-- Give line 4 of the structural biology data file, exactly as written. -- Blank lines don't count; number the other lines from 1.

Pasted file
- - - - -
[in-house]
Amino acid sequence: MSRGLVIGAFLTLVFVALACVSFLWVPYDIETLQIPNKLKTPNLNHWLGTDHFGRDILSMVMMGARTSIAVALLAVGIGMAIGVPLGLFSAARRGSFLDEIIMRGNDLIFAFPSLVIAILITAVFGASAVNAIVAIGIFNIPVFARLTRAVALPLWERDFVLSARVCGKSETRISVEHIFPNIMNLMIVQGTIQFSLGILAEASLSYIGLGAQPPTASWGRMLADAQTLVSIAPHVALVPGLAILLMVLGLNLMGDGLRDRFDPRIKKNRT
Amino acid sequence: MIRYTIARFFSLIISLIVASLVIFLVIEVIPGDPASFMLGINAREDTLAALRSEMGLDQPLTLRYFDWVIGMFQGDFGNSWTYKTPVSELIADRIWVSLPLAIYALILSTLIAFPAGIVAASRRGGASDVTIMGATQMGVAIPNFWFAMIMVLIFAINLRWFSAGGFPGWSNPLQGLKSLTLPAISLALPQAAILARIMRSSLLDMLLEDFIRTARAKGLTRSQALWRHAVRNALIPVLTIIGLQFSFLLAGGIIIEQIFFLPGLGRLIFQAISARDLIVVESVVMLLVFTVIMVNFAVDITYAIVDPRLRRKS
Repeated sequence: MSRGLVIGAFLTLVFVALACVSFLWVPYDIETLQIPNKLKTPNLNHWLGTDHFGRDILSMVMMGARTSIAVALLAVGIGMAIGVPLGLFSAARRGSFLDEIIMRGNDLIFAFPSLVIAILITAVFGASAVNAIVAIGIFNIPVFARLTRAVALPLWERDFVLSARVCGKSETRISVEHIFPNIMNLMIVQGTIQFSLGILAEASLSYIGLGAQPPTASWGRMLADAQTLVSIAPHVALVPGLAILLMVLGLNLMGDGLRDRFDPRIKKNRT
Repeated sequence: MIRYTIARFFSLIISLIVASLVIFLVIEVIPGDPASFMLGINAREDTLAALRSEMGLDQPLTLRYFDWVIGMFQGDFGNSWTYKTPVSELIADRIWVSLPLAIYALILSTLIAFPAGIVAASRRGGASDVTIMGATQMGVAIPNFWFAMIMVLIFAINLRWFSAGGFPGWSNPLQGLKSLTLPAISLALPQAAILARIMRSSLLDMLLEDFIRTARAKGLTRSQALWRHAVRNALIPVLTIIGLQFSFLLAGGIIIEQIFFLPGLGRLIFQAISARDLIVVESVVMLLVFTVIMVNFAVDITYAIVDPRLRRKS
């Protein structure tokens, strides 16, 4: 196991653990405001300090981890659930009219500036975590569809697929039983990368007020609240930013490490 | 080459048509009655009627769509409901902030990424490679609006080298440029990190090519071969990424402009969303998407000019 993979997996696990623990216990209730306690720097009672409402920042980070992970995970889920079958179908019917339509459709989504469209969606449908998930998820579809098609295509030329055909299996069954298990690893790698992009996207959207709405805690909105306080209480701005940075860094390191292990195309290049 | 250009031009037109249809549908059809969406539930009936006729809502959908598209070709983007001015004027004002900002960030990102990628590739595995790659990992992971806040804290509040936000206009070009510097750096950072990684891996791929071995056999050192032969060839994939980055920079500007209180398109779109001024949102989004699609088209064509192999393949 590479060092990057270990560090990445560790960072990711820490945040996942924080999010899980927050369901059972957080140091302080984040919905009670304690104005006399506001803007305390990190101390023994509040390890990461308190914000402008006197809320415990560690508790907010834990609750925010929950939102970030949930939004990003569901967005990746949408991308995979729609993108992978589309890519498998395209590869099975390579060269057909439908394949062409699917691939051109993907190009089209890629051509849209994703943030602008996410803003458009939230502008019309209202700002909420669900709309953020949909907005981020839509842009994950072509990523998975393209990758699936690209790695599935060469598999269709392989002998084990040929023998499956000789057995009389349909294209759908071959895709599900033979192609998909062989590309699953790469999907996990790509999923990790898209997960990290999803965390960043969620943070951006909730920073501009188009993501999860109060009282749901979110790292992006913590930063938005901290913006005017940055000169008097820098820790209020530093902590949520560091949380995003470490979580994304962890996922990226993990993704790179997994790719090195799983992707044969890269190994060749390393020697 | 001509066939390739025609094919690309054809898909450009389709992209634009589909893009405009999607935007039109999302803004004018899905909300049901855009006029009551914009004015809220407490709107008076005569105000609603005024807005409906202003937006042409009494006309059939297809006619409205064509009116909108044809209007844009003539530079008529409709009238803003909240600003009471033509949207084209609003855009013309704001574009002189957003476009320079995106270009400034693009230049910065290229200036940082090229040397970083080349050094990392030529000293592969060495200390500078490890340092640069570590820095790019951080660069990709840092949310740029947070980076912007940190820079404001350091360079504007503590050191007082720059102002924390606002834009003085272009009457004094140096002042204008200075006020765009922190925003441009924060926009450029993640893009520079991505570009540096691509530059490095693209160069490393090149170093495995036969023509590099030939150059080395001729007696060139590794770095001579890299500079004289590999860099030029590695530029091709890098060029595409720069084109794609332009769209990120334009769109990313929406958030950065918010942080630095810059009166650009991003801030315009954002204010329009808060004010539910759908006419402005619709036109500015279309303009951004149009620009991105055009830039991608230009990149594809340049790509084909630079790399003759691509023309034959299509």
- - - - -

Repeated sequence: MSRGLVIGAFLTLVFVALACVSFLWVPYDIETLQIPNKLKTPNLNHWLGTDHFGRDILSMVMMGARTSIAVALLAVGIGMAIGVPLGLFSAARRGSFLDEIIMRGNDLIFAFPSLVIAILITAVFGASAVNAIVAIGIFNIPVFARLTRAVALPLWERDFVLSARVCGKSETRISVEHIFPNIMNLMIVQGTIQFSLGILAEASLSYIGLGAQPPTASWGRMLADAQTLVSIAPHVALVPGLAILLMVLGLNLMGDGLRDRFDPRIKKNRT